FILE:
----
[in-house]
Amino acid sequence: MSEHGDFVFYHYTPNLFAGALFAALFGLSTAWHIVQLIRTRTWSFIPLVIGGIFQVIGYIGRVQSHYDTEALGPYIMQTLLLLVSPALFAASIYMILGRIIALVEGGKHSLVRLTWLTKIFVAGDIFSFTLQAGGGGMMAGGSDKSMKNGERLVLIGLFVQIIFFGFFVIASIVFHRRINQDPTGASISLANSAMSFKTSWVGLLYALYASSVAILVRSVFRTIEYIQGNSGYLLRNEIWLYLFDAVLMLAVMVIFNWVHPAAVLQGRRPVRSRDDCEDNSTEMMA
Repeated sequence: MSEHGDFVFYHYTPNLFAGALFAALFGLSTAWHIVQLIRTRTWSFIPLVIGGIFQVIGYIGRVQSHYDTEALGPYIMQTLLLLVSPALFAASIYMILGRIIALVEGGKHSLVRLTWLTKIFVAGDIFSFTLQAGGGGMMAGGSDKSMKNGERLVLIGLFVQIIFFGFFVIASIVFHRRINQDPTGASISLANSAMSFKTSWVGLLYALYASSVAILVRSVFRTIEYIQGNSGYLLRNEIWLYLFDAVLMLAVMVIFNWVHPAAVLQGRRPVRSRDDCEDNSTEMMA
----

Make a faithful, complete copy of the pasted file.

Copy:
[in-house]
Amino acid sequence: MSEHGDFVFYHYTPNLFAGALFAALFGLSTAWHIVQLIRTRTWSFIPLVIGGIFQVIGYIGRVQSHYDTEALGPYIMQTLLLLVSPALFAASIYMILGRIIALVEGGKHSLVRLTWLTKIFVAGDIFSFTLQAGGGGMMAGGSDKSMKNGERLVLIGLFVQIIFFGFFVIASIVFHRRINQDPTGASISLANSAMSFKTSWVGLLYALYASSVAILVRSVFRTIEYIQGNSGYLLRNEIWLYLFDAVLMLAVMVIFNWVHPAAVLQGRRPVRSRDDCEDNSTEMMA
Repeated sequence: MSEHGDFVFYHYTPNLFAGALFAALFGLSTAWHIVQLIRTRTWSFIPLVIGGIFQVIGYIGRVQSHYDTEALGPYIMQTLLLLVSPALFAASIYMILGRIIALVEGGKHSLVRLTWLTKIFVAGDIFSFTLQAGGGGMMAGGSDKSMKNGERLVLIGLFVQIIFFGFFVIASIVFHRRINQDPTGASISLANSAMSFKTSWVGLLYALYASSVAILVRSVFRTIEYIQGNSGYLLRNEIWLYLFDAVLMLAVMVIFNWVHPAAVLQGRRPVRSRDDCEDNSTEMMA